Forget Neutron Stars, Quark Stars Might be the Densest Bodies in the Universe

Article written: 30 Jun , 2008
Updated: 24 Dec , 2015
by

So neutron stars may not be the densest exotic objects in the cosmos after all. Recent observations of ultra-luminous supernovae suggest that these explosions may create an even more exotic remnant. Neutron stars can form after a star ends its life; measuring only 16 km across, these small but massive objects (one and a half times the mass of the Sun) may become too big for the structure of neutrons to hold it together. What happens if the structures of the neutrons inside a neutron star collapse? Quark stars (a.k.a. “Strange” stars) may be the result, smaller and denser than neutron stars, possibly explaining some abnormally bright supernovae observed recently…

Three very luminous supernovae have been observed and Canadian researchers are hot on the trail as to what may have caused them. These huge explosions occur at the point when a massive star dies, leaving a neutron star or black hole in their wake. Neutron stars are composed of neutron-degenerate matter and will often be observed as rapidly spinning pulsars emitting radio waves and X-rays. If the star was massive enough, a black hole might be formed after the detonation, but is there a phase between the mass of a neutron star and a black hole?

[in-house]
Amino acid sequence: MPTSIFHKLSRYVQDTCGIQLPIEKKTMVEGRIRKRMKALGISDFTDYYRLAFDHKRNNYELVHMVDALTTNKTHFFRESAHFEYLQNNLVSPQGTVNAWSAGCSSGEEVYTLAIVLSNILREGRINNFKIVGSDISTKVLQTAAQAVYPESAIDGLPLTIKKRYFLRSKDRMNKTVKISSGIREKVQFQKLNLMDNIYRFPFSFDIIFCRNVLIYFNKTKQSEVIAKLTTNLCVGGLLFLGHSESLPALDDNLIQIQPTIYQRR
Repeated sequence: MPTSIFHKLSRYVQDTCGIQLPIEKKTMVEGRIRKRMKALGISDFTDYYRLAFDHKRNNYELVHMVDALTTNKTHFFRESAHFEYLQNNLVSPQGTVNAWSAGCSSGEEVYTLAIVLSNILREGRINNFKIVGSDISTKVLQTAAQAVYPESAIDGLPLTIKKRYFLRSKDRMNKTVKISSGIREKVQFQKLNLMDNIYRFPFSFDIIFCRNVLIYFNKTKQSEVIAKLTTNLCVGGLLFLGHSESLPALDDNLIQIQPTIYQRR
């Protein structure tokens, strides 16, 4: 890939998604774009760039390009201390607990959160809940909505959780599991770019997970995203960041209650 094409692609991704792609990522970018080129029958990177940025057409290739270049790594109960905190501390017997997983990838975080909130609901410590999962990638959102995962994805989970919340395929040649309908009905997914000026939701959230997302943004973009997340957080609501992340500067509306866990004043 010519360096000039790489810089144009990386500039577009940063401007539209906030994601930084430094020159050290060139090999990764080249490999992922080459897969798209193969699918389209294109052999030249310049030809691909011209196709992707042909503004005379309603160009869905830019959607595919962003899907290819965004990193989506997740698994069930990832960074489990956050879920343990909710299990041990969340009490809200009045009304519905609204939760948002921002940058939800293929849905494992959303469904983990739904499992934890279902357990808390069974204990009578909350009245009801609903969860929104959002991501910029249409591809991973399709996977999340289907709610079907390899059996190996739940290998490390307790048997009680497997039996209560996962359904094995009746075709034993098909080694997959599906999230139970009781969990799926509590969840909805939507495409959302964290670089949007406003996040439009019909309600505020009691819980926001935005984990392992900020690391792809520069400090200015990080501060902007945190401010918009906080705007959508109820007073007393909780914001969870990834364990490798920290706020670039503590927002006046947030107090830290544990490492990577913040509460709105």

It appears there might be a smaller, more massive star on the block, a star composed not of hadrons (i.e. neutrons), but of the stuff that makes up hadrons: quarks. They are thought to be one step up the star-mass ladder, the point at which the mass of the supernova remnant is slightly too big to be a neutron star, but too small to form a black hole. They are composed of ultra-dense quark matter, and as neutrons break down it is thought some of their “up” and “down” quarks are converted into “strange” quarks, forming a state known as “strange matter.” It is for this reason that these compact objects are also known as strange stars.

Quark stars may be hypothetical objects, but the evidence is stacking up for their existence. For example, supernovae SN2005gj, SN2006gy and SN2005ap are all approximately 100 times brighter than the “standard model” for supernova explosions, leading the Canadian team to model what would happen if a heavy neutron star were to become unstable, crushing the neutrons into a soup of strange matter. Although these supernovae may have formed neutron stars, they became unstable and collapsed again, releasing vast amounts of energy from the hadron bonds creating a “Quark-Nova”, converting the oversized neutron star into a quark star.

If quark stars are behind these ultra-luminous supernovae, they may be viewed as super-sized hadrons, not held together by the nuclear strong force, but by gravity. Now there’s a thought!

Source: NSF


24 Responses

  1. meaenlabocadeotro says

    the universe is evolving too

  2. Bill says

    There has never been a quark detected in isolation; their existence can only be theorized and, in experiments, inferred. Is there a particle physicist who will step forward and say that quarks can form matter other than as constituents of other particles, like protons and electrons? I think not.